Published July 11, 2023
About Worldwide Crush
Rory Calhoun is a teen popstar with perfect teeth and messy hair who’s inspiring first crushes all over the globe. Millie Jackson is just one of the millions of fans who love him—but that doesn’t mean her heart doesn’t break for him every single day in this laugh-out-loud coming-of-age story.
How many of Rory’s fans collect “data” about him in a special notebook hidden in their underwear drawer? Or have faked a fascination with whale migration for a chance to visit his hometown? Millie may not be Rory’s only fan at Susan B. Anthony Middle School, but she’s convinced she’s the biggest—and the best.
Rory’s new song “Worldwide Crush” is climbing the charts, and his lyrics are he’s looking for love—and he’s looking in the audience. Meaning Millie’s secret fantasies of running in the surf and eating waffles with him may not be crazy after all . . . she could be that girl! But first she has to get to his concert—his completely sold-out concert in a city nowhere near her home for which she does not have tickets or a ride. She just has to figure out how.
Probably the best thing about this book is the voice. Millie is bright and self-conscious as she chatters about middle school, her family, and her crush on teen superstar Rory Calhoun. I felt like the snippets of media and song lyrics felt like they could be from any boy band or teen icon, so that fit the story really well.
The only thing that made me feel a little weird was the part of the performances where Rory would bring a girl onstage and sing a song to her about falling in love. In the book he is fifteen, and the girl he brings up onstage is maybe twelve? Later, he sees a tween girl lying on a couch crying and kisses her forehead. I think it was supposed to be sweet, but I couldn’t really get into it because the difference between twelve and fifteen seems like a lot to me, and it bordered on creepy just a teeny bit for me.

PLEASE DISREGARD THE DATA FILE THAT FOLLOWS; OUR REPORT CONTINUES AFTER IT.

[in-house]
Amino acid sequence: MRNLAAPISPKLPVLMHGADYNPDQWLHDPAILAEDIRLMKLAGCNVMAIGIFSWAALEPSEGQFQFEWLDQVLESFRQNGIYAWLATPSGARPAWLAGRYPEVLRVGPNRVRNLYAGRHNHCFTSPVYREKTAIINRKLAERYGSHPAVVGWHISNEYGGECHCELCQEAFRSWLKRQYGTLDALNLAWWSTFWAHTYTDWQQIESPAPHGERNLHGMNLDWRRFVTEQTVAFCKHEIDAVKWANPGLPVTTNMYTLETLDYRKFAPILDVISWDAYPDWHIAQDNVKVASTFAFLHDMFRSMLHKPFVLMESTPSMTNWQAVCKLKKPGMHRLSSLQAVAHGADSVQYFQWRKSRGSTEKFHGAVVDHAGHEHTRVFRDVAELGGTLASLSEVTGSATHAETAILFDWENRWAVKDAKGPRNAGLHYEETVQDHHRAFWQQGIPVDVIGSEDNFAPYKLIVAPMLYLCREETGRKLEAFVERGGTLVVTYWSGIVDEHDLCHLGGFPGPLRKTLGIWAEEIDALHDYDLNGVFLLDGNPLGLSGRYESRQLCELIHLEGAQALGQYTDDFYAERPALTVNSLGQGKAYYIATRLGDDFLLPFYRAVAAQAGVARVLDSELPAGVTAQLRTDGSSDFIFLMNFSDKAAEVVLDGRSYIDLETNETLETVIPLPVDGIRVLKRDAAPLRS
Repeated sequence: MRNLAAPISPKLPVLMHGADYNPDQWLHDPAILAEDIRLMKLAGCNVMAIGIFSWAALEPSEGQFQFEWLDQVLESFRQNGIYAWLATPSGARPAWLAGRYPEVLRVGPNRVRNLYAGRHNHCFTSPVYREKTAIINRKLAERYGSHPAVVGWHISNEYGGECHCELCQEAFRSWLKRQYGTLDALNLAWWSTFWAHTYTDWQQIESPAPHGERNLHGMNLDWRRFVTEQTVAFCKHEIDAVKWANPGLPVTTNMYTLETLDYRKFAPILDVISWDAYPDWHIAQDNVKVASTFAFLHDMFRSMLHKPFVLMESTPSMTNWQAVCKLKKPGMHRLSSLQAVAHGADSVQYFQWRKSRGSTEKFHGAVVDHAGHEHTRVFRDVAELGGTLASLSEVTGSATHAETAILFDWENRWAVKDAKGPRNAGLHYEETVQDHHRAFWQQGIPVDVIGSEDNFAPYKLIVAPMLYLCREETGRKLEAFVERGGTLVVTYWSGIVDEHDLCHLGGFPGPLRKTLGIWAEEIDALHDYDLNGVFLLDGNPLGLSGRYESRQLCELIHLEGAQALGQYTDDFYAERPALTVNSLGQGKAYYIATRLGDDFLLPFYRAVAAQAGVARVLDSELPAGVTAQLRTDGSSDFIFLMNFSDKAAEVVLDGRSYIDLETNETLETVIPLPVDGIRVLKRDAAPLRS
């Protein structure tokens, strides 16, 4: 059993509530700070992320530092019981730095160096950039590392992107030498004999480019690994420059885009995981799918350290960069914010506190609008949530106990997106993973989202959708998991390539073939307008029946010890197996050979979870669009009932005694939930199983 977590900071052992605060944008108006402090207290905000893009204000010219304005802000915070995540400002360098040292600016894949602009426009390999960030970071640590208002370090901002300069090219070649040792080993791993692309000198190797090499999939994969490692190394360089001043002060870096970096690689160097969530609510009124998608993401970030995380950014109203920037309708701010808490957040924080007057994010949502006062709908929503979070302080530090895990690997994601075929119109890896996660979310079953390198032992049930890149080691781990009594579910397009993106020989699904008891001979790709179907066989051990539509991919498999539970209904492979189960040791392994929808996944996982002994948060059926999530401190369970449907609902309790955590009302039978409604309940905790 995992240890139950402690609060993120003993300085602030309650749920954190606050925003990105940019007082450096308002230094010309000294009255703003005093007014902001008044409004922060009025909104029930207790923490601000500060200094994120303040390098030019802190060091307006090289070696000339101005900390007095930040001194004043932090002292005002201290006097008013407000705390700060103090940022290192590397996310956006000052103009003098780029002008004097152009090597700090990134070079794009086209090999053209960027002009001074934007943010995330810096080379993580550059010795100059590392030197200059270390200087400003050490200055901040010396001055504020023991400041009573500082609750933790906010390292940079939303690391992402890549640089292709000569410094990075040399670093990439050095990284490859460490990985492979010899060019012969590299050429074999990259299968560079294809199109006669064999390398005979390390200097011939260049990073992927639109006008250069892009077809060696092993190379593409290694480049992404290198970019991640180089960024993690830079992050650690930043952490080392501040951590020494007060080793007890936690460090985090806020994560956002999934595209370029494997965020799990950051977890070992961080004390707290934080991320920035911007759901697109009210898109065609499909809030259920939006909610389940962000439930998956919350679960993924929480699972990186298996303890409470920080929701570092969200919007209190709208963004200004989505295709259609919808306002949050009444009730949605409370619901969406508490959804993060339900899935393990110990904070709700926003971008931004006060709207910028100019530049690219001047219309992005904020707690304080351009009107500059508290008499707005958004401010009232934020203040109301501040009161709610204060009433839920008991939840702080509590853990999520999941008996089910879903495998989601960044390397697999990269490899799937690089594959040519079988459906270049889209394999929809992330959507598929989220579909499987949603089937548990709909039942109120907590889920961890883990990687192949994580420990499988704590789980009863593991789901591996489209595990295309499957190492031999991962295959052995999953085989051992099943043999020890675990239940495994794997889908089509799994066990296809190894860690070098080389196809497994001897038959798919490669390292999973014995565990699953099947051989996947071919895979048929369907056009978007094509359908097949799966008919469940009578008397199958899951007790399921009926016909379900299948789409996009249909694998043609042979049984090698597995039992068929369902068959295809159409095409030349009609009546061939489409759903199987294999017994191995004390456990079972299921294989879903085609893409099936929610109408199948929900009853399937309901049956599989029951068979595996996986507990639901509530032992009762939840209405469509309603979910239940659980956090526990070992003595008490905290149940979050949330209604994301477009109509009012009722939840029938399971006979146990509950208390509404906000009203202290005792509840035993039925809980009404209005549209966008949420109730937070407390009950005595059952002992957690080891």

Beyond that, though, I liked the frank, unapologetic take on tween celebrity crushes and the way that Millie’s family finds ways to both set boundaries and support her or celebrate her crush with her. Millie’s relationship with her mom felt pretty realistic. I appreciated the nuance and layering there, and the way that sometimes even Millie recognized she was being hurtful or unfair, but was having a hard time navigating strong feelings. That absolutely resonates with me when I think about my own middle school days!
On the whole, I enjoyed the perky, upbeat voice and the positive depiction of girlhood and growing up.
Recommended for Ages 10 to 14.
Millie is white. Her best friend is biracial: white and Filipino. A minor character has a panic attack and other characters briefly discuss anxiety disorders and mental illness.
Profanity/Crude Language Content
Strong profanity used a little frequently.
A boy kisses a girl on the forehead.
Millie prays to whoever might be listening and notes that she’s never attended Sunday School, so she isn’t sure how prayer should go. She attends a seminar for mothers and daughters that takes place at a church, but doesn’t appear to be a church-sponsored function.
Millie hears about a girl who was caught smoking pot. Rumors circulate that a musician canceled a performance due to drug problems.
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